The Peterson foundation is a non-partisan group that focuses on raising public awareness about how reducing long-term debt is vital to economic growth. The group’s founder, Peter G. Peterson, introduced Christie as a “straight talker” who had worked with Democrats to address state pension obligations, and had charisma to spare.

Ironically, his appearance comes as the state continues to grapple with seemingly perennial budget woes as well as job growth that lags the nation overall and other states in the region. On Tuesday, Moody’s Investors Service became the third major Wall Street ratings agency to lower New Jersey’s credit rating, citing the state’s “recurring revenue shortfalls and ongoing reliance on non-recurring resources.”

Christie used statistics to show his actions in the best possible light, and did not hesitate to blame his predecessors, state courts and his own staff for the current problems.

On options for cutting the budget, for example, he said state courts had mandated that he spend $12 billion on education, but the state is legally free to reduce aid to all districts except a few dozen of the poorest, which courts have said must receive state aid.

He said former governors going back to Christie Whitman, a fellow Republican, had not made contributions to the state pension system, failing to mention payments made by Democrat Jon Corzine, his predecessor.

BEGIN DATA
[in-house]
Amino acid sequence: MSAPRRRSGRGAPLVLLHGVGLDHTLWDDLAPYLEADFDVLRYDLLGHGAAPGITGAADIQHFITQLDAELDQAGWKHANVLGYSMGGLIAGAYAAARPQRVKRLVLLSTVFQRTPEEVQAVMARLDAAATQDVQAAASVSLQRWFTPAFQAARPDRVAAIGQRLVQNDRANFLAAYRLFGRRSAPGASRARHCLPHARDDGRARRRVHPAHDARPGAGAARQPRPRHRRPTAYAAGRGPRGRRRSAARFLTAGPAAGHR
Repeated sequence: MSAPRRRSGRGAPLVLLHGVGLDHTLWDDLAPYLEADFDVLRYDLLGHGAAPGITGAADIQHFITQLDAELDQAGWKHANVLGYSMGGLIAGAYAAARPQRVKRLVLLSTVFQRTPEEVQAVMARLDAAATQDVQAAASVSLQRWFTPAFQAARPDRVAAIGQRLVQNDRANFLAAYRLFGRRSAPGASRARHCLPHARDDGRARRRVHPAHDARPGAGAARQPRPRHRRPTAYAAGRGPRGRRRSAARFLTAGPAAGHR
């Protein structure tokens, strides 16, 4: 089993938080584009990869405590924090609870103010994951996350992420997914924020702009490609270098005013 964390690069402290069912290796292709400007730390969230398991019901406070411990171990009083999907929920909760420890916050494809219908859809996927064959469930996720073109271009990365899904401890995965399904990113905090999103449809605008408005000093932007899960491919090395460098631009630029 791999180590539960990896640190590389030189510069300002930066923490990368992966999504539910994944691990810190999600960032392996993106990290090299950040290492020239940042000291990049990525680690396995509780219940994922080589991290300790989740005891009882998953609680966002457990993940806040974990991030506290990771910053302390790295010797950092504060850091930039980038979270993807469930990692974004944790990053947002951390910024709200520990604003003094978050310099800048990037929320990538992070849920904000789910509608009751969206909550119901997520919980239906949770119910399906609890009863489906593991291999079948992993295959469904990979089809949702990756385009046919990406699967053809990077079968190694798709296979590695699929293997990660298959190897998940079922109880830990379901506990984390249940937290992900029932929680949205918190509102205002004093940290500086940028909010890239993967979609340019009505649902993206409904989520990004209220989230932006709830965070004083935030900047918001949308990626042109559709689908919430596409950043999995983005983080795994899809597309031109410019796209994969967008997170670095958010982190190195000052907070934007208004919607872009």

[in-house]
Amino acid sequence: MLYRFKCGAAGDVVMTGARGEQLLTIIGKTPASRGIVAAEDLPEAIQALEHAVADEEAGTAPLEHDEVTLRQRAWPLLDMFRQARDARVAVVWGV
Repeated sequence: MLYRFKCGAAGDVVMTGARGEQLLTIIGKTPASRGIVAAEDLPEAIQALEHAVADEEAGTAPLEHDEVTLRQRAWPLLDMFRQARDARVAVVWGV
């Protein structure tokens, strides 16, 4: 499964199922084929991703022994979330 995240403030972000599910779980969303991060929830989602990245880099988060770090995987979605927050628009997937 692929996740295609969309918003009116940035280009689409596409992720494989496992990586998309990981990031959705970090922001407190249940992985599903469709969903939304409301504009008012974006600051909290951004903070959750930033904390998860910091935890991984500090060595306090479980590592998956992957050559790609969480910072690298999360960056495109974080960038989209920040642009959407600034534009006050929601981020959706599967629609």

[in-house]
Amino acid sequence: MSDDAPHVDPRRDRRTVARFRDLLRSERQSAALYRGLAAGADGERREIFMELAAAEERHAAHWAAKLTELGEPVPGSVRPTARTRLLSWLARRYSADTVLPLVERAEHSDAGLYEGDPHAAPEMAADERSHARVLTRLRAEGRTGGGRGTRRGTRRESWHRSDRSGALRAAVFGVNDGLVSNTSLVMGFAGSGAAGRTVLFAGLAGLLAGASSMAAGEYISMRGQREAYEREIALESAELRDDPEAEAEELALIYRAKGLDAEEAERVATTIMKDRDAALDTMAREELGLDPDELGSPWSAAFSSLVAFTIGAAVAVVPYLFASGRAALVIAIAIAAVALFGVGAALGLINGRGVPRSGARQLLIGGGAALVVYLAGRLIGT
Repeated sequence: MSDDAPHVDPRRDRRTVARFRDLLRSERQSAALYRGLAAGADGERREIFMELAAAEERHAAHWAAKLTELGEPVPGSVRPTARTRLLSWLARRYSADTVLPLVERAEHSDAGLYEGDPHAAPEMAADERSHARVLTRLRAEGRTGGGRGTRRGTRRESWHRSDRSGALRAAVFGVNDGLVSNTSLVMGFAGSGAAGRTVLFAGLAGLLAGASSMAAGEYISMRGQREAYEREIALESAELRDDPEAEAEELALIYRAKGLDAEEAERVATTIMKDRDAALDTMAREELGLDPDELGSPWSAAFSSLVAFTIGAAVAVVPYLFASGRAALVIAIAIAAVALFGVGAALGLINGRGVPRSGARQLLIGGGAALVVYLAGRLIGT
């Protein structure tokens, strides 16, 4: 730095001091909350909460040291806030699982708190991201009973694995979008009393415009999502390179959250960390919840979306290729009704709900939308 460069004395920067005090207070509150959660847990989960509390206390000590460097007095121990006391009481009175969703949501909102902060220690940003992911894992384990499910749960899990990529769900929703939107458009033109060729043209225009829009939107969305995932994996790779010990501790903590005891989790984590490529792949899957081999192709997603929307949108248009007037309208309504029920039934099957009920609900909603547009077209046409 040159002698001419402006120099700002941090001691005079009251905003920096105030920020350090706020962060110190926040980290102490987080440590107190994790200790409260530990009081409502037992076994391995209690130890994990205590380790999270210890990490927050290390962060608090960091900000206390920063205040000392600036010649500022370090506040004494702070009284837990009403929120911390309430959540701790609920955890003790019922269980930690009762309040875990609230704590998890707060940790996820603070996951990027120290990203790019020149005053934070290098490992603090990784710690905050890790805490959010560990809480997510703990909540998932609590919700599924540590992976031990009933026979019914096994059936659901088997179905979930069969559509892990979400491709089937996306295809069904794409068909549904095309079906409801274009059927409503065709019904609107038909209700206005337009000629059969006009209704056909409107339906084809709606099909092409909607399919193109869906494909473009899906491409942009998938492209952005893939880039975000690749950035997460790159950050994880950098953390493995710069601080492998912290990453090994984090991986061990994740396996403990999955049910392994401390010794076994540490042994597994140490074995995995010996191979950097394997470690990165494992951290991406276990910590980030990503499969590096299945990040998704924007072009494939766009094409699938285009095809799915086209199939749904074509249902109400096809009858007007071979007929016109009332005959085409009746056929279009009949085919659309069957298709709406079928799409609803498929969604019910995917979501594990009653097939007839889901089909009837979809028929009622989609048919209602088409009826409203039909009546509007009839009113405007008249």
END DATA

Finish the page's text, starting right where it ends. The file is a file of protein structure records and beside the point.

Christie himself did not make a contribution the first year he was in office because of a budget shortfall left by Corzine. He also declined to say, in response to a direct question by Schieffer, if the current shortfall would lead him to reduce a payment of $1.6 billion that is scheduled to be made before June 30.

Asked what happened to cause the current shortfall, Christie pointed to faulty estimates by his own economists, which he said were in sync with projections by the non-partisan Office of Legislative Services.

He said that when he asked his chief economists “how you could be so wrong … they said they just missed it.” The federal tax increases on high-income earners approved on Jan. 1, 2013, led many wealthy people to take capital gains and bonuses in 2012 to avoid the higher tax rate, he said.

That produced a windfall in 2013 for the state budget, but the state guessed wrong how much of that would continue this year, Christie said.

“They just said they underestimated how much high-end taxpayers would have accelerated capital gains, bonuses, everything else,” Christie said. “That’s a cold comfort to me, Bob, because now I have to fix it with 45 days left in my fiscal year.”

The state’s chief economist, Charles Steindel, was not available for comment Wednesday, a spokesman for Christie said, but Steindel took responsibility for the error at a legislative hearing last week.

David Rosen, the revenue expert at the Office of Legislative Services, said he was within $75 million of Christie’s estimate of income-tax revenue for April of this year, but the governor’s estimates for other taxes were more optimistic than Rosen’s.

Photo: Peter Stevens via Flickr